Does Biting Back Really Work?

Cynthia Dermody

I don't know a toddler who hasn't bitten a classmate, sibling, or parent at some time or another--my own included. (But if you do have one of those, please tell me what kind of water your family is drinking!)

StillHasIt is going through the biting and hitting blues right now with her 2-year-old daughter. She joins throngs of other toddler parents who have posted questions on the topic lately.

"I don't know what to do about it," StillHasIt says. "We take her toys away, and punish her, and she gets put on time out in daycare. But she just keeps going! I don't want it to get to the point of getting kicked out of daycare."

First of all, StillHasIt's little girl and all the others are perfectly normal. They're just growing up! One and 2-year-olds don't know all the words they need to express themselves, so out of frustration, they use their teeth or fists. Chances are, they'll stop chomping when they start talking.

But in the meantime, moms, babysitters, and teachers still need to tell them it's wrong.

Many moms here swear by reciprocation in the case of biting.

alicia_4307 says, "Kids don't know their own strength and they don't know that what they are doing can hurt someone else unless it has been done to them. I bit my daughter back when she bit out of anger. It broke my heart, but it worked. I made sure to let her see me "cry" when she bit me before I bit her back. And she doesn't bite any more."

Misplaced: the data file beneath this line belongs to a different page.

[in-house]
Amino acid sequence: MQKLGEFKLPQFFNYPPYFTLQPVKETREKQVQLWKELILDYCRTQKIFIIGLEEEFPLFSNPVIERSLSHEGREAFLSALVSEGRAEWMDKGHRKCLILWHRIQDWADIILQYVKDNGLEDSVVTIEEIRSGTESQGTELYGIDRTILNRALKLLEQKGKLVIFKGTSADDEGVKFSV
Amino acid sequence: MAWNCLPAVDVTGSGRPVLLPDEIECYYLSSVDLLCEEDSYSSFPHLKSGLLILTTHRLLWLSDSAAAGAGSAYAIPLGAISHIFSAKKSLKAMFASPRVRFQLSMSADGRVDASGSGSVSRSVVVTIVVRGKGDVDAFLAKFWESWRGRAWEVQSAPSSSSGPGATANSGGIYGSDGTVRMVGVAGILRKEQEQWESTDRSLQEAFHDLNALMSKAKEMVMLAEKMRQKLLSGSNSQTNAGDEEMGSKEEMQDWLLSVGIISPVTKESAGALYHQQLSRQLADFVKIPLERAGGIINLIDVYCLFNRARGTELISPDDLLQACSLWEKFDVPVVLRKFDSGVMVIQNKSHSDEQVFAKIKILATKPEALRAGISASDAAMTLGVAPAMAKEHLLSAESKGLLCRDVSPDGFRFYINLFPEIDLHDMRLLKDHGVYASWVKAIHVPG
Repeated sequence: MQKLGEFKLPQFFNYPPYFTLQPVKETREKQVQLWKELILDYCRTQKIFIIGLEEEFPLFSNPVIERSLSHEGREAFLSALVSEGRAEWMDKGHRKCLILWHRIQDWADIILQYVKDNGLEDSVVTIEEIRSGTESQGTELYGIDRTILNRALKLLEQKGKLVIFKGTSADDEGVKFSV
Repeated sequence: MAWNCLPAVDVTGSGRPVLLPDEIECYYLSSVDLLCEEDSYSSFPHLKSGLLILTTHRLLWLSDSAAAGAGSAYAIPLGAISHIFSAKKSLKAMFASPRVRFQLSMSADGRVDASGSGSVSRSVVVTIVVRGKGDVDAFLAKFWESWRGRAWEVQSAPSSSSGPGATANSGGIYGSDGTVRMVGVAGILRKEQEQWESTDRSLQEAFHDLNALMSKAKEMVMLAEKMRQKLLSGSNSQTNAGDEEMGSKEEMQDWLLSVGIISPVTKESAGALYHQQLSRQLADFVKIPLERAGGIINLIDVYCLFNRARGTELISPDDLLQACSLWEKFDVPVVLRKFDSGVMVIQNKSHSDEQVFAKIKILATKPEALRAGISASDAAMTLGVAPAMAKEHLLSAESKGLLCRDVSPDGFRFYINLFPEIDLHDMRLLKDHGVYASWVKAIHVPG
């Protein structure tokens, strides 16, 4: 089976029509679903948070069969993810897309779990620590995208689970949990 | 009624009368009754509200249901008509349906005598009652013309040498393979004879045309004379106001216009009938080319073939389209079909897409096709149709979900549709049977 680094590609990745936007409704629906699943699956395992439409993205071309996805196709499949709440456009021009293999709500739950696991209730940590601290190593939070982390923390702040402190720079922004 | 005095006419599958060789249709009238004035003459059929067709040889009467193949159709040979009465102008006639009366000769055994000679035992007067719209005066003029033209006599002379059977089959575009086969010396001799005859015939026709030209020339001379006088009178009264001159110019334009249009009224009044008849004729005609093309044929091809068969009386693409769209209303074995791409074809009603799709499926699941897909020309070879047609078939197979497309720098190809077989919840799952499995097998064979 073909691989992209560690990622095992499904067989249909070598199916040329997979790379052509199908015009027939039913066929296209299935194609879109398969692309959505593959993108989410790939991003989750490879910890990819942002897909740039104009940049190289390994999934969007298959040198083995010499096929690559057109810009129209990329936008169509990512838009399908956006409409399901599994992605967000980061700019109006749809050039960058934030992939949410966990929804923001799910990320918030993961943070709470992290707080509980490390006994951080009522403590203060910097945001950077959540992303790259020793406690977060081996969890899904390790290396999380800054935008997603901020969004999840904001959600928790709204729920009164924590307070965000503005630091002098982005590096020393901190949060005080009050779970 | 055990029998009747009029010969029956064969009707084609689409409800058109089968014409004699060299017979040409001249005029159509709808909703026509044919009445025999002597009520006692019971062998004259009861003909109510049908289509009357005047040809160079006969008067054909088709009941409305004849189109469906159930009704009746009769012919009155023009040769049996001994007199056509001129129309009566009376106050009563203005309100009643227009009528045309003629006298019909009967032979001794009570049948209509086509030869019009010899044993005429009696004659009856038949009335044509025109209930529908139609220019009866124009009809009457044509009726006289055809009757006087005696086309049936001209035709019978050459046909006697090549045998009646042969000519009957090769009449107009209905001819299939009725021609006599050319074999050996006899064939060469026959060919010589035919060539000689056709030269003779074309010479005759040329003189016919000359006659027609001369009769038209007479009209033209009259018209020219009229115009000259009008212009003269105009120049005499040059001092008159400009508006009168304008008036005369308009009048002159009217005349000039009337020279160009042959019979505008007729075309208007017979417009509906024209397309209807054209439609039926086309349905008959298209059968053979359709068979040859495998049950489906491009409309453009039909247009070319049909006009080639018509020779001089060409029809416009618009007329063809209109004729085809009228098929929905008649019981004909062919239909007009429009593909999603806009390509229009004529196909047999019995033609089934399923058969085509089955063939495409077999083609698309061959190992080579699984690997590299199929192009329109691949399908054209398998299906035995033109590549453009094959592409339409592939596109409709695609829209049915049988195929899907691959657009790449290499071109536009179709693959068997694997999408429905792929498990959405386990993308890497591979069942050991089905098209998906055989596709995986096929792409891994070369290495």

While the bite-back method may indeed work for some children, Dr. Cheryl Hausman, a pediatrician at the Children's Hospital of Philadelphia, warns that the approach often can backfire.

"In most cases it only models and reinforces the bad behavior, and the child will continue to do it," Hausman says.

Because all kids inherently want to do the right thing and please their parents, Hausman offers another method to try:

Grab a toy and sit on the floor with your child. You pretend to be the classmate. Now, give your child the actual words he needs to request the toy: Please, may I play with that toy now, or I was playing with that, will you please give it back now.  Role play and practice this over and over. Tell him to go to the teacher if the classmate refuses.

But I also like averiesmomma's suggestion to combine both approaches, a sum-up of the Dr. William Sears philosophy:

"Take her aside and ask her to let you show her how teeth feel on skin. Press your child's forearm to HER upper teeth as if she was biting herself. Do not be angry about it. Make the point by saying, See, biting hurts. You want them to learn to sense other's feelings. Don't expect it at a young age. Try to verbalize for her why she was biting."

What anti-biting approach worked best for your child?

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